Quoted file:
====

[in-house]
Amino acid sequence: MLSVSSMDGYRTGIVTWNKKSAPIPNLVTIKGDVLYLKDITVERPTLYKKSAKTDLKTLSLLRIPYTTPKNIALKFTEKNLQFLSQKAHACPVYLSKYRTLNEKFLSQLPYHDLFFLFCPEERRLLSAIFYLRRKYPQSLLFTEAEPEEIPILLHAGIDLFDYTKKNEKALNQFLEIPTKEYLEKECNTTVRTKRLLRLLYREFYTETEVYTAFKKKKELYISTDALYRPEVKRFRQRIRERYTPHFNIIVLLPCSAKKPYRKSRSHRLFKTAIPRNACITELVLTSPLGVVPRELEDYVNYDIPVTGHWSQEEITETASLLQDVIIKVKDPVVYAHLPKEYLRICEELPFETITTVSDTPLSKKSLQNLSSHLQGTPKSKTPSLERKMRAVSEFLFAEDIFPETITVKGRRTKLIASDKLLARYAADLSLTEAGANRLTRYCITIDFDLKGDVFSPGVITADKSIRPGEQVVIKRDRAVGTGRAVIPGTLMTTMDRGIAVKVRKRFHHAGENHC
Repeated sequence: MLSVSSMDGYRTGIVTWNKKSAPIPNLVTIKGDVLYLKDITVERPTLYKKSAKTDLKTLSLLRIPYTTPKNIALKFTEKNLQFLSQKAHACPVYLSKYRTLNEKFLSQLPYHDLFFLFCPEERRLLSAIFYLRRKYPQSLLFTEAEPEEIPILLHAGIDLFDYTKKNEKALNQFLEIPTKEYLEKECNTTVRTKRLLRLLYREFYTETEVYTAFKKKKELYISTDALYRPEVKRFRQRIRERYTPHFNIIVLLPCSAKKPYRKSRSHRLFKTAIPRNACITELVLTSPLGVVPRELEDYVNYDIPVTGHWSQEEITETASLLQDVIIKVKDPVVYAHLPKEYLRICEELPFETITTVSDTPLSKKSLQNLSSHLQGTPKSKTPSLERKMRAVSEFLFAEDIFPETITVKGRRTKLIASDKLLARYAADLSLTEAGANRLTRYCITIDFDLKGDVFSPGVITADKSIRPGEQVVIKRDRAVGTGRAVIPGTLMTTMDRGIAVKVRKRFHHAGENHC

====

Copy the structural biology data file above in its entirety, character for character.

[in-house]
Amino acid sequence: MLSVSSMDGYRTGIVTWNKKSAPIPNLVTIKGDVLYLKDITVERPTLYKKSAKTDLKTLSLLRIPYTTPKNIALKFTEKNLQFLSQKAHACPVYLSKYRTLNEKFLSQLPYHDLFFLFCPEERRLLSAIFYLRRKYPQSLLFTEAEPEEIPILLHAGIDLFDYTKKNEKALNQFLEIPTKEYLEKECNTTVRTKRLLRLLYREFYTETEVYTAFKKKKELYISTDALYRPEVKRFRQRIRERYTPHFNIIVLLPCSAKKPYRKSRSHRLFKTAIPRNACITELVLTSPLGVVPRELEDYVNYDIPVTGHWSQEEITETASLLQDVIIKVKDPVVYAHLPKEYLRICEELPFETITTVSDTPLSKKSLQNLSSHLQGTPKSKTPSLERKMRAVSEFLFAEDIFPETITVKGRRTKLIASDKLLARYAADLSLTEAGANRLTRYCITIDFDLKGDVFSPGVITADKSIRPGEQVVIKRDRAVGTGRAVIPGTLMTTMDRGIAVKVRKRFHHAGENHC
Repeated sequence: MLSVSSMDGYRTGIVTWNKKSAPIPNLVTIKGDVLYLKDITVERPTLYKKSAKTDLKTLSLLRIPYTTPKNIALKFTEKNLQFLSQKAHACPVYLSKYRTLNEKFLSQLPYHDLFFLFCPEERRLLSAIFYLRRKYPQSLLFTEAEPEEIPILLHAGIDLFDYTKKNEKALNQFLEIPTKEYLEKECNTTVRTKRLLRLLYREFYTETEVYTAFKKKKELYISTDALYRPEVKRFRQRIRERYTPHFNIIVLLPCSAKKPYRKSRSHRLFKTAIPRNACITELVLTSPLGVVPRELEDYVNYDIPVTGHWSQEEITETASLLQDVIIKVKDPVVYAHLPKEYLRICEELPFETITTVSDTPLSKKSLQNLSSHLQGTPKSKTPSLERKMRAVSEFLFAEDIFPETITVKGRRTKLIASDKLLARYAADLSLTEAGANRLTRYCITIDFDLKGDVFSPGVITADKSIRPGEQVVIKRDRAVGTGRAVIPGTLMTTMDRGIAVKVRKRFHHAGENHC